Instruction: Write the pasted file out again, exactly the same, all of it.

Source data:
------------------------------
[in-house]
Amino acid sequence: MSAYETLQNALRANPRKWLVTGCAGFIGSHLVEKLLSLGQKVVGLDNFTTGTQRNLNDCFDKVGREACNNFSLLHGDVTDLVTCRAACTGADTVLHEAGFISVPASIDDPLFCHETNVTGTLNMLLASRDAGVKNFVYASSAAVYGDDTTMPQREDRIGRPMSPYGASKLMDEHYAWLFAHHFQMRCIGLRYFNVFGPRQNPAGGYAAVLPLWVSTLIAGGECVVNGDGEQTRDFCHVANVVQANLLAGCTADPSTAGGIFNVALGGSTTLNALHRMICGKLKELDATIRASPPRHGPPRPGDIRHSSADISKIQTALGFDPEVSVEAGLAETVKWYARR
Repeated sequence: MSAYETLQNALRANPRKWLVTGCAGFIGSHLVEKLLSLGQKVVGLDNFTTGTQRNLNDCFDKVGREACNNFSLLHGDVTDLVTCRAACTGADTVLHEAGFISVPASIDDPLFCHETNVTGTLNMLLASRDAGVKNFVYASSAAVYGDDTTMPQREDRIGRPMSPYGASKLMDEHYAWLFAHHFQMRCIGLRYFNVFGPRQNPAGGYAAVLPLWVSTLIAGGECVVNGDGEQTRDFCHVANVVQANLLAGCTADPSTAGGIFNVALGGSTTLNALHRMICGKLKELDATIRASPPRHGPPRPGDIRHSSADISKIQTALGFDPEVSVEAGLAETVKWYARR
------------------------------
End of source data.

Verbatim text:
[in-house]
Amino acid sequence: MSAYETLQNALRANPRKWLVTGCAGFIGSHLVEKLLSLGQKVVGLDNFTTGTQRNLNDCFDKVGREACNNFSLLHGDVTDLVTCRAACTGADTVLHEAGFISVPASIDDPLFCHETNVTGTLNMLLASRDAGVKNFVYASSAAVYGDDTTMPQREDRIGRPMSPYGASKLMDEHYAWLFAHHFQMRCIGLRYFNVFGPRQNPAGGYAAVLPLWVSTLIAGGECVVNGDGEQTRDFCHVANVVQANLLAGCTADPSTAGGIFNVALGGSTTLNALHRMICGKLKELDATIRASPPRHGPPRPGDIRHSSADISKIQTALGFDPEVSVEAGLAETVKWYARR
Repeated sequence: MSAYETLQNALRANPRKWLVTGCAGFIGSHLVEKLLSLGQKVVGLDNFTTGTQRNLNDCFDKVGREACNNFSLLHGDVTDLVTCRAACTGADTVLHEAGFISVPASIDDPLFCHETNVTGTLNMLLASRDAGVKNFVYASSAAVYGDDTTMPQREDRIGRPMSPYGASKLMDEHYAWLFAHHFQMRCIGLRYFNVFGPRQNPAGGYAAVLPLWVSTLIAGGECVVNGDGEQTRDFCHVANVVQANLLAGCTADPSTAGGIFNVALGGSTTLNALHRMICGKLKELDATIRASPPRHGPPRPGDIRHSSADISKIQTALGFDPEVSVEAGLAETVKWYARR